Who exactly is voting on women’s health?

Although only 3/4 ‘s through 2012, this year has already seen a remarkable number of political men make public assumptions, gaffes and decisions surrounding women’s health that are, politely speaking, just embarrassing.

Granted, not all gaffes and misinformation have been as bad as the Tom Akin statement about “legitimate rape”, but with each day it appears that another piece of the Affordable Care Act comes under scrutiny or another state finds that its budget isn’t balancing and cuts have to be made somewhere. While women elected to hold office have to make these same tough decisions, an analysis of the current Congressional makeup might give a little insight, albeit a sad one, as to why so many ridiculous things are happening in 2012 regarding women’s health.

So who exactly is making decisions about women’s health in Washington, DC? Easy answer: older, mainly white men. Out of 541 Congressional seats, there are exactly 93 filled by women, or 17.2 percent of the members. Here is a current breakdown of your 112th Congress:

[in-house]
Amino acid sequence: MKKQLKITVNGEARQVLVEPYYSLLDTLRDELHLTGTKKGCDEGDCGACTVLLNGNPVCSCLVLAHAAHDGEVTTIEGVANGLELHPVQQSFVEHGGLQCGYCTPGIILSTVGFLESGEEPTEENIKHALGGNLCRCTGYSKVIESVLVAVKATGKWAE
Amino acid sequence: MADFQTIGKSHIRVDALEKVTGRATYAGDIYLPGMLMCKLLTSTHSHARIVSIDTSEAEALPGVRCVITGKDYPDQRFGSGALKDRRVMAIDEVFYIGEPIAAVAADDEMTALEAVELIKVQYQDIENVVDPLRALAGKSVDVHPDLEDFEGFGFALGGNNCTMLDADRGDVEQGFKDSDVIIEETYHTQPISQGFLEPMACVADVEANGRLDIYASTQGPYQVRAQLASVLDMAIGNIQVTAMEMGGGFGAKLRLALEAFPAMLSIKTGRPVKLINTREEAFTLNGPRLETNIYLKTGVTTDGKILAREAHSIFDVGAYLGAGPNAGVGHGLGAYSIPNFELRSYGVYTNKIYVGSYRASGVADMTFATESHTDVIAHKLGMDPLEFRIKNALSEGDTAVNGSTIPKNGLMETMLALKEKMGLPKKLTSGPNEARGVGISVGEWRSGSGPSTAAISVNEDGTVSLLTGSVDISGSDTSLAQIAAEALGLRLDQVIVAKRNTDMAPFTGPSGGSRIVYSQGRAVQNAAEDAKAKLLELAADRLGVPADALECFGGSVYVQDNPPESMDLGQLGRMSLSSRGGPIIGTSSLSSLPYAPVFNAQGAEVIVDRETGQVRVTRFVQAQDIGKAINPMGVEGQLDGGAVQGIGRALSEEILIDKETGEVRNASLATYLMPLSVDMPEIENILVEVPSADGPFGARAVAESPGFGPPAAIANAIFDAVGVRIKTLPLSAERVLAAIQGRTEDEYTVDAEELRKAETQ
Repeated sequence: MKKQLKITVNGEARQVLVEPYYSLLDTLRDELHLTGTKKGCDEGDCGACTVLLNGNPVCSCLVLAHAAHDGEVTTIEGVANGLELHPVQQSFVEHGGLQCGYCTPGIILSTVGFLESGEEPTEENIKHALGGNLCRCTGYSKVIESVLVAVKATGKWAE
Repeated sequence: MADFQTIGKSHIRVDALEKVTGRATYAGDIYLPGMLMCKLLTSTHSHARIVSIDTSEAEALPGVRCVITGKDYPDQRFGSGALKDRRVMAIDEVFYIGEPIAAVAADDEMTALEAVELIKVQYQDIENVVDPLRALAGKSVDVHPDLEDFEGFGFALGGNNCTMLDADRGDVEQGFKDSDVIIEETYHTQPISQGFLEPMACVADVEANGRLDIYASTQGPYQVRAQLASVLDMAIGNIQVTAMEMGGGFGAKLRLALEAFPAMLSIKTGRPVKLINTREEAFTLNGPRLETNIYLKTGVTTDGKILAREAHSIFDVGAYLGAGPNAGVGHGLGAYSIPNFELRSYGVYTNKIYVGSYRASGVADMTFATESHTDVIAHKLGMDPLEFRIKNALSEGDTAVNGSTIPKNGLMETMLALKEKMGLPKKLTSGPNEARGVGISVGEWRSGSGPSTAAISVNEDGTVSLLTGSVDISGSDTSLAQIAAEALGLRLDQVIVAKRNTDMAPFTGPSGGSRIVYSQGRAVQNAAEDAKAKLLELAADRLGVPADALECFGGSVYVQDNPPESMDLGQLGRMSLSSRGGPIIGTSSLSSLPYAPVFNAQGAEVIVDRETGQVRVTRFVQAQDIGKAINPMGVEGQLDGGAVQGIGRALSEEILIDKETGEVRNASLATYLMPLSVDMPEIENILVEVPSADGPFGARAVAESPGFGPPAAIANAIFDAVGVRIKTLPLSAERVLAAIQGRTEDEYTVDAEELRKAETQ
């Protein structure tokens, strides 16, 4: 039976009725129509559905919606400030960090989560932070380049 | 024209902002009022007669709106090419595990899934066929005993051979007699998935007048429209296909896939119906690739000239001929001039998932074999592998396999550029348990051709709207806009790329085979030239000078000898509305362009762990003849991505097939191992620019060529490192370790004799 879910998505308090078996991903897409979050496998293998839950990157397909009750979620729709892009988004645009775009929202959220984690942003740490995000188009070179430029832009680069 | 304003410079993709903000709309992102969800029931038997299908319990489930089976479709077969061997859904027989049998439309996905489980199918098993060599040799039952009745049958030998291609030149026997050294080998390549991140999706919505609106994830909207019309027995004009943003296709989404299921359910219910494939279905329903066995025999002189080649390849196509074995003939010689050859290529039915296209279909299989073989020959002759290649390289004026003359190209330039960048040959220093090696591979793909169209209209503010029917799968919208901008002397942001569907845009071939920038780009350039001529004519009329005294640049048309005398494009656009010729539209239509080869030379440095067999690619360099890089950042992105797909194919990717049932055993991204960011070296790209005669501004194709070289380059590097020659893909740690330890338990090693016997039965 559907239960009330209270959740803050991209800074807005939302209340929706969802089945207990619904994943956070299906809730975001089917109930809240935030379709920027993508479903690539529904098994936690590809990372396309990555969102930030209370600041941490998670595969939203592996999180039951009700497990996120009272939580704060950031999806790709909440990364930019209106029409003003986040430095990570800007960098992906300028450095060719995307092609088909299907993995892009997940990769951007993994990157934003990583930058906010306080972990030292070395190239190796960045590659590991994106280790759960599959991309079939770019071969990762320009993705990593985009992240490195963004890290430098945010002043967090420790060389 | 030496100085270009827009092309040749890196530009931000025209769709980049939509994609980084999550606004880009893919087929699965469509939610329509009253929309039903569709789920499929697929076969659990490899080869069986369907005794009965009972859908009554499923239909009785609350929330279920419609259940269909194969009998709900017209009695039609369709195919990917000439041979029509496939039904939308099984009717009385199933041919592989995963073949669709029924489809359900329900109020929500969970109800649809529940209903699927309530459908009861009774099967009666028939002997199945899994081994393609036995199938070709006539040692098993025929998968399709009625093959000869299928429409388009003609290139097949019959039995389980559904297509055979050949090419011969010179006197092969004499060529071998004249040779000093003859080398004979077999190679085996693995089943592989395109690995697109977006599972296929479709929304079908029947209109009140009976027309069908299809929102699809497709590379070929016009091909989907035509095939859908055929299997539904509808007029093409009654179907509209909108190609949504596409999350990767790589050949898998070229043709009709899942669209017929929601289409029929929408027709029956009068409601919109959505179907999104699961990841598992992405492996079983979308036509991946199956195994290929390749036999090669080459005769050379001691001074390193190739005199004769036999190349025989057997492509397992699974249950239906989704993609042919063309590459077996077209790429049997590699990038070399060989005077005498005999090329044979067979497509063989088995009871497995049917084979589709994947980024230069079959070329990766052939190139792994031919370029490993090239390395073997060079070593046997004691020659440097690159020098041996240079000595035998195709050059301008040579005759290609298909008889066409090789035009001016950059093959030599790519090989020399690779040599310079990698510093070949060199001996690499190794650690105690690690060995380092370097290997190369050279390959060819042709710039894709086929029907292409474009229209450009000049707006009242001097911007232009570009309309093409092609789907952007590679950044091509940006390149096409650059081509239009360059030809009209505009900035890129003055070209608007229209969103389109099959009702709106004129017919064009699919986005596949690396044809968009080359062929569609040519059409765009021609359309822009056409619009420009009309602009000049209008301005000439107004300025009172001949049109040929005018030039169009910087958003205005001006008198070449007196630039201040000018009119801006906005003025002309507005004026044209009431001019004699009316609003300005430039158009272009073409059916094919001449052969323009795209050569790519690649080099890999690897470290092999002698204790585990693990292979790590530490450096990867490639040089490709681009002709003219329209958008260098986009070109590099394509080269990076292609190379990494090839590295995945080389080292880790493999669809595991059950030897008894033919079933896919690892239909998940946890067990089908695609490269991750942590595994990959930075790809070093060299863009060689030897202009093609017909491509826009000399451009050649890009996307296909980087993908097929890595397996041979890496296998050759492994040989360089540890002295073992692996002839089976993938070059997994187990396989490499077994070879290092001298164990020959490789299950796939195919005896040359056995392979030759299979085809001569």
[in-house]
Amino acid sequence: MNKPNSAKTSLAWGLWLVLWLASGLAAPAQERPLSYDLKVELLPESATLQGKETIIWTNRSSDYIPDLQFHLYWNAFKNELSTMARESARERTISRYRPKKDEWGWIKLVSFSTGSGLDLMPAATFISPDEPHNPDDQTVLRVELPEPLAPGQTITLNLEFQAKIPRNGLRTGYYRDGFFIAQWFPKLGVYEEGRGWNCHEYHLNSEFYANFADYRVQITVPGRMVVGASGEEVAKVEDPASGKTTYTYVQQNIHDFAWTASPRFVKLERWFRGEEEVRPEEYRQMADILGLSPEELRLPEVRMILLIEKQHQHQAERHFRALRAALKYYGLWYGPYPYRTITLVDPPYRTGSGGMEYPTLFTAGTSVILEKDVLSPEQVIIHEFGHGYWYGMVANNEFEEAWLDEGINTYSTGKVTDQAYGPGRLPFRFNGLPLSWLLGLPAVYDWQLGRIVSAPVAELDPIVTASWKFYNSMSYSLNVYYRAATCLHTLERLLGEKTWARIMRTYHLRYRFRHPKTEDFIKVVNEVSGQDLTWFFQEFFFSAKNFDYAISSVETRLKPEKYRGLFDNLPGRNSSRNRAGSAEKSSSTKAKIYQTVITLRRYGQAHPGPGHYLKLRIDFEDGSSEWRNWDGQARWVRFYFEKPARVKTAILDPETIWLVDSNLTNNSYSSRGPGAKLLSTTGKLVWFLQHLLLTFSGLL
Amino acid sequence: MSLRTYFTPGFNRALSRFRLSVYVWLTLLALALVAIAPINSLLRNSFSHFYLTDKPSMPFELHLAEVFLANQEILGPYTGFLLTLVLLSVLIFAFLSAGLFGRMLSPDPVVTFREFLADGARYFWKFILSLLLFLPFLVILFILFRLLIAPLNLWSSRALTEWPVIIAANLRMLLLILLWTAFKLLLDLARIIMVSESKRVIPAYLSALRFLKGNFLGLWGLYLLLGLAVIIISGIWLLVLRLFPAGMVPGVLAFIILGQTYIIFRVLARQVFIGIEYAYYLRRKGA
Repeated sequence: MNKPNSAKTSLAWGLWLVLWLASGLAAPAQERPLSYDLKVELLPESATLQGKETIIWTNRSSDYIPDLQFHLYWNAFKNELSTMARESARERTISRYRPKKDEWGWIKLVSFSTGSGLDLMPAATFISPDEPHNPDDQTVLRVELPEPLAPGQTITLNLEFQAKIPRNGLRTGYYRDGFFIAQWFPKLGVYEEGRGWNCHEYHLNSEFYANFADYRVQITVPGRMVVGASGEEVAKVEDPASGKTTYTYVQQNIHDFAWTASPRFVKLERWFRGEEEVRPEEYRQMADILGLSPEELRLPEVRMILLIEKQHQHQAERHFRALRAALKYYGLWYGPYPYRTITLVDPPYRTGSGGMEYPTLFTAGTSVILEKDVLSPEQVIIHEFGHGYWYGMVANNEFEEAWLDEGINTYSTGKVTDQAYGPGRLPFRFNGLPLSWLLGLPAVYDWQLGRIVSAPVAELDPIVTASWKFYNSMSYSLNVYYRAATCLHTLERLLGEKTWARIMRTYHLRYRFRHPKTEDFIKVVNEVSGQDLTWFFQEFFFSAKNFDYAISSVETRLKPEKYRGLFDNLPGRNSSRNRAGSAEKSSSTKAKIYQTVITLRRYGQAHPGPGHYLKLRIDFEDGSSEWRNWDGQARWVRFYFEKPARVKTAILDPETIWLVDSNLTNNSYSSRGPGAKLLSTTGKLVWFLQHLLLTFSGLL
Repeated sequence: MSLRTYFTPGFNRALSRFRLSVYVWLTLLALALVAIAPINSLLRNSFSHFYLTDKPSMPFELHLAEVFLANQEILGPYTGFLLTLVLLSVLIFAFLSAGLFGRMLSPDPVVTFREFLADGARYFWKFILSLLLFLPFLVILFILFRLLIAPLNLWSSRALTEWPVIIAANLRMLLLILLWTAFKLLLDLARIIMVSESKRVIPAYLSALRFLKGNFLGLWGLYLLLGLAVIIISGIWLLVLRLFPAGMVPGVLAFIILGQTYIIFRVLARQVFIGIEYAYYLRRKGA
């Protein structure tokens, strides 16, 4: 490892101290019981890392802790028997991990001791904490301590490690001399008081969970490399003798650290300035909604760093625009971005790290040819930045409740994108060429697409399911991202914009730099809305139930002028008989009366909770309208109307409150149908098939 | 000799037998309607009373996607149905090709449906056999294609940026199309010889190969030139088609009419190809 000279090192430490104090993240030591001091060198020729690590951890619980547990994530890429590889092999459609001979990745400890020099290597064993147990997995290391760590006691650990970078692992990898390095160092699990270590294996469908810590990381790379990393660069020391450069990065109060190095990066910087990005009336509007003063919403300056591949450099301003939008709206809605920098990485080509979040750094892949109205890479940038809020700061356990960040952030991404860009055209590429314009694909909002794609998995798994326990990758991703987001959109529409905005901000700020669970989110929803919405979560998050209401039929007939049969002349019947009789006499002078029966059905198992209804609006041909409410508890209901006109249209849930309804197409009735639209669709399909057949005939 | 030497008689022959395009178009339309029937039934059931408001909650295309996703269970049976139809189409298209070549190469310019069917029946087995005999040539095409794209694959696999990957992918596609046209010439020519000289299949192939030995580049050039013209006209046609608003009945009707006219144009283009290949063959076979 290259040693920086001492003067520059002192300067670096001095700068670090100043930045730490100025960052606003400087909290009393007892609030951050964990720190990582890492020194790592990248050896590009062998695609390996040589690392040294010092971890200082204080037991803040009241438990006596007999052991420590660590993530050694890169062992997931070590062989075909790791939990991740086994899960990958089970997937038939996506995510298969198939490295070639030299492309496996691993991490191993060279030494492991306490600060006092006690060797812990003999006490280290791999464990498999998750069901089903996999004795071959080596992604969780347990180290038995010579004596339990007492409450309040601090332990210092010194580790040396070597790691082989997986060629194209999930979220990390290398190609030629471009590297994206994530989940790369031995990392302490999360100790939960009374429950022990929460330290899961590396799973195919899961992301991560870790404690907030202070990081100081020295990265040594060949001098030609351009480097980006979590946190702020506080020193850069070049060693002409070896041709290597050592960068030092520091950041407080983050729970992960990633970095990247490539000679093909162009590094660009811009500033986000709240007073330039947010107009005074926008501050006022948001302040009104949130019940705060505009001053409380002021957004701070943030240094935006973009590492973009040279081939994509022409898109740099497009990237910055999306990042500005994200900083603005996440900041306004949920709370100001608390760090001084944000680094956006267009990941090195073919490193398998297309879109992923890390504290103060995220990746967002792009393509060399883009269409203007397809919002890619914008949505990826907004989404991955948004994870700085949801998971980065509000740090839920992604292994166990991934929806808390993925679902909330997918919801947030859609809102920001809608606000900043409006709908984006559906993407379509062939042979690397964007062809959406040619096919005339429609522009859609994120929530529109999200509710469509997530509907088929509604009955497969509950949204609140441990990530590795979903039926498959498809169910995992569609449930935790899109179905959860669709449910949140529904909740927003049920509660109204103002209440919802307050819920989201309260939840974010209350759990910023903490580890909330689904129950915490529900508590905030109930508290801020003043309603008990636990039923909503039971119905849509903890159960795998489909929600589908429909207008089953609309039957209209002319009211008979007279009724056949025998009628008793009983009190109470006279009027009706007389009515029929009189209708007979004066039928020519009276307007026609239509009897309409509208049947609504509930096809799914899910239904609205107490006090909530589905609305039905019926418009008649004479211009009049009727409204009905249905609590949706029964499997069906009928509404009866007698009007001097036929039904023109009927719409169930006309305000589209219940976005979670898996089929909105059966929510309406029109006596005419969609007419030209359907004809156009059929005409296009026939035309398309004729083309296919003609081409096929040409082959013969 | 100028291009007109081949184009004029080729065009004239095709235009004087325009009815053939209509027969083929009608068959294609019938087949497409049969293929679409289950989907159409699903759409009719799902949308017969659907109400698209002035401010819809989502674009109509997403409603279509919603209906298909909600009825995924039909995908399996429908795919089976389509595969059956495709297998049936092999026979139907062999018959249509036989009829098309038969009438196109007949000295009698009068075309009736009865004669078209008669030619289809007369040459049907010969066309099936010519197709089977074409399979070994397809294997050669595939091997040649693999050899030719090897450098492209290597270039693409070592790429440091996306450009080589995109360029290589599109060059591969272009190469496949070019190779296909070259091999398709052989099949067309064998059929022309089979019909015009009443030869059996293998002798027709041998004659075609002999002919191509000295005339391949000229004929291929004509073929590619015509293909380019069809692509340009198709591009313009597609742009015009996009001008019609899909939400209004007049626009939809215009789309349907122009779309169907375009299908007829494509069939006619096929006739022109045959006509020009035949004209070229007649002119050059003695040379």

House of Representatives (441)

-Republicans: 240

-Democrats: 197

-Vacancies: 4

-Number of Women: 76

-Average Age: 57

-Average Time In Office: 10 years (5 terms)

Senate (100)

-Republicans: 47

-Democrats: 51

-Independents: 2 (Caucus with Democrats)

-Number of Women: 17

-Average Age: 62

-Average Time In Office: 11.5 years (2 terms)

For more information and a further breakdown of the current Congress, visit the House of Representatives website, the Senate website, or read the latest report from the Congressional Research Service.

Guest Author:   Nicole Fisher